EDUCATION : Even your bizarre teacher.
We do a spelling test every Friday. The kids grumble, but it's a cheerful grumble. I'm okay with that kind of grumbling. The kind where they groan and moan a little out fear that they'll sound too excited, but guess what?...
...I call their bluff. They do get excited. Because it's fun. Spelling is fun. I always give a 20-question test, with two bonus at the end with an extra fun one, like Mozambique, so they have the potential, should the stars align, to get 22/20. Whoa.
So their first test of the year. I do a lot of pacing and giving of stern looks to make them know just how serious it is. Most of my pacing is in front of a giant whiteboard where I write important stuff, such as their chores, and what sounds good for lunch. Also, I write spelling words they're struggling with.
Magdelana was unsure of the word for the primary county law enforcement authority. Otherwise known as sheriff. I administer spelling tests a little differently than you might have seen in the movies, such as the fantastic documentary Spellbound, or the inspiring film Akeelah and the Bee, or the very not-okay for children Bad Words. What I do is give them a chance, if they're unsure, to write their various iterations of a word on the board. The whiteboard.
I want to write this one up there.
So she gave me the different iterations.
She agonized over each, going back and forth. Finally, she made her decision.
I'm going with the second one,
The one with one r and two ff's.
Are you sure?
I think so...
You went with the first option. Two r's, two ff's. That could be right.
But I'm pretty sure it's the second one. With only one r.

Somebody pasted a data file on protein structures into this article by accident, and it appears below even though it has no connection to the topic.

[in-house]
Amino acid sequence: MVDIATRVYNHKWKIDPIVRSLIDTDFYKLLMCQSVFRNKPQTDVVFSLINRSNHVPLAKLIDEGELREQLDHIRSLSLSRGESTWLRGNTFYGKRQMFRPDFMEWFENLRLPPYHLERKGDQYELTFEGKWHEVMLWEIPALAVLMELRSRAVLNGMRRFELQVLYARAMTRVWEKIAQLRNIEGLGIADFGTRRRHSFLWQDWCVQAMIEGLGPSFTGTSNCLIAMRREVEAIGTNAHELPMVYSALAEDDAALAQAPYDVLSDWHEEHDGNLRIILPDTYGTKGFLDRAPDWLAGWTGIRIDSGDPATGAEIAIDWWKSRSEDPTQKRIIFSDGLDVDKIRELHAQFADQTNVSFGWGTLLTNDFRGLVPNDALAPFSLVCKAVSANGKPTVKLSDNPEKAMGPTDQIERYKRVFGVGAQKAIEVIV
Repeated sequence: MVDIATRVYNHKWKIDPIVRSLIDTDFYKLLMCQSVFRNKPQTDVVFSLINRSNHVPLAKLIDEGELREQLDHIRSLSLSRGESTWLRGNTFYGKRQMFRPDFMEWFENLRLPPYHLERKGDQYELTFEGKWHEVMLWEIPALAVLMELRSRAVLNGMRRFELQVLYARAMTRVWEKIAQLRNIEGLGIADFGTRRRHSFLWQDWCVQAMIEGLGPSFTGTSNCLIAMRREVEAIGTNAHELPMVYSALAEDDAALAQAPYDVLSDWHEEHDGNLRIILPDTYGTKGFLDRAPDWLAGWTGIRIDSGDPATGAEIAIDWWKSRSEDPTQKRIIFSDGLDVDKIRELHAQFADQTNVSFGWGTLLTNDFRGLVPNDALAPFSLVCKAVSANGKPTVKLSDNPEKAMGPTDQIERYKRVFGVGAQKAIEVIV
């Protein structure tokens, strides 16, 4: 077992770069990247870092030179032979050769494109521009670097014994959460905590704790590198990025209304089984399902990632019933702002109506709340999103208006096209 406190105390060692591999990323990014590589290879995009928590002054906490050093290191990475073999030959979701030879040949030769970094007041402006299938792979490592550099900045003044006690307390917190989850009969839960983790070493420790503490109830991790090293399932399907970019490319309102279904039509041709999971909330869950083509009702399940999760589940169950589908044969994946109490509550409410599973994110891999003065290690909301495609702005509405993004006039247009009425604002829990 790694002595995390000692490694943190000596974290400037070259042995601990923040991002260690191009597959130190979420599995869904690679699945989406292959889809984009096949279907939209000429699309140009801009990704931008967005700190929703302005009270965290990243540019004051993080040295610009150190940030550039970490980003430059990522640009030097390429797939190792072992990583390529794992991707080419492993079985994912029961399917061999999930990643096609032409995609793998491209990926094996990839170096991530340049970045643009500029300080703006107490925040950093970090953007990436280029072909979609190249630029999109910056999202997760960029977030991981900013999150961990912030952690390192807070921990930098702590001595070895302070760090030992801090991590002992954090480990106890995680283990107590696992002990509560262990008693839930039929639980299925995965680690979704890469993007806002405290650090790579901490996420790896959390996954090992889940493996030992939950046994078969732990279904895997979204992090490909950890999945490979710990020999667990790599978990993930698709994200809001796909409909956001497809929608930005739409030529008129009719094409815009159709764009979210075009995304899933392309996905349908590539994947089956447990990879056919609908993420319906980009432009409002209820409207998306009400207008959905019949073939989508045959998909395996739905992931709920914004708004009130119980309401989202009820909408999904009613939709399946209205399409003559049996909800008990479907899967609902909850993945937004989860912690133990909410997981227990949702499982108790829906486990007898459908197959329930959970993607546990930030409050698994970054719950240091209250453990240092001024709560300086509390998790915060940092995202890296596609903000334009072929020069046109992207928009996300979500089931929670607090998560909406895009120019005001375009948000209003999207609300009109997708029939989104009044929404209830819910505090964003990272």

Your first inclination was to go with option 1. Are you absolutely sure you want to change your mind? Are you certain? Do you know? Do you KNOW?
She sat up and jutted her chin out.
I know that's what I'm going with.
Because that's correct.
We went through a variety of words, bouncing between 3rd and 6th grade:
herd or heard?amendment or ammendment?bizzare or bizarre?
I think spelling is great. But it's not even about the spelling. It's not even about the attention to detail, the importance of effective written communication, or the power of learning Latin and Greek roots to build vocabulary. Those are important.
It's about the conversations that ensue and evolve as we do our Friday spelling test. Our tests are not full of decorum and adherence to protocol. They are lively and energetic and sometimes involve arguments as I pull words from various topics we've been studying throughout the previous week.
...they are about learning things like how to stand your ground when people are pushing you around. When you know what's right and people are trying to get you to change your mind.
Even your teacher.
You gotta be nimble, flexible, and mentally and emotionally strong enough to change your mind when it's warranted.
But equally important,
you gotta learn the importance of changing your mind on your terms, not anybody else's.
Not because you're getting pushed or shoved or railroaded into it.
Not when it comes in a friendly voice and in the guise of an authority figure.
You gotta learn to listen, absorb, synthesize, summarize, make a decision and stand your ground.
If evidence comes along with a reason for why you should, then change it!
But otherwise: stand for what you believe to be right and don't get nudged into changing your mind because others think you should.
Even when they're a teacher.